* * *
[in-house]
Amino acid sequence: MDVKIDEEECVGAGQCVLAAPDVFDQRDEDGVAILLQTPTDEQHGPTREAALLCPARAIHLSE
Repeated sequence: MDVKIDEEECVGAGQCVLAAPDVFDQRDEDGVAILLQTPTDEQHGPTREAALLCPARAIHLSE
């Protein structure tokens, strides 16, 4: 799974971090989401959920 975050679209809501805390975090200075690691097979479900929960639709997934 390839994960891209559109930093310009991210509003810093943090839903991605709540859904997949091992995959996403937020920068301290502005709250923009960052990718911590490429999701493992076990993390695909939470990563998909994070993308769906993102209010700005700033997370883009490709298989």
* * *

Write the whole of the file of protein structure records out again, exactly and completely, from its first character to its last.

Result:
[in-house]
Amino acid sequence: MDVKIDEEECVGAGQCVLAAPDVFDQRDEDGVAILLQTPTDEQHGPTREAALLCPARAIHLSE
Repeated sequence: MDVKIDEEECVGAGQCVLAAPDVFDQRDEDGVAILLQTPTDEQHGPTREAALLCPARAIHLSE
């Protein structure tokens, strides 16, 4: 799974971090989401959920 975050679209809501805390975090200075690691097979479900929960639709997934 390839994960891209559109930093310009991210509003810093943090839903991605709540859904997949091992995959996403937020920068301290502005709250923009960052990718911590490429999701493992076990993390695909939470990563998909994070993308769906993102209010700005700033997370883009490709298989």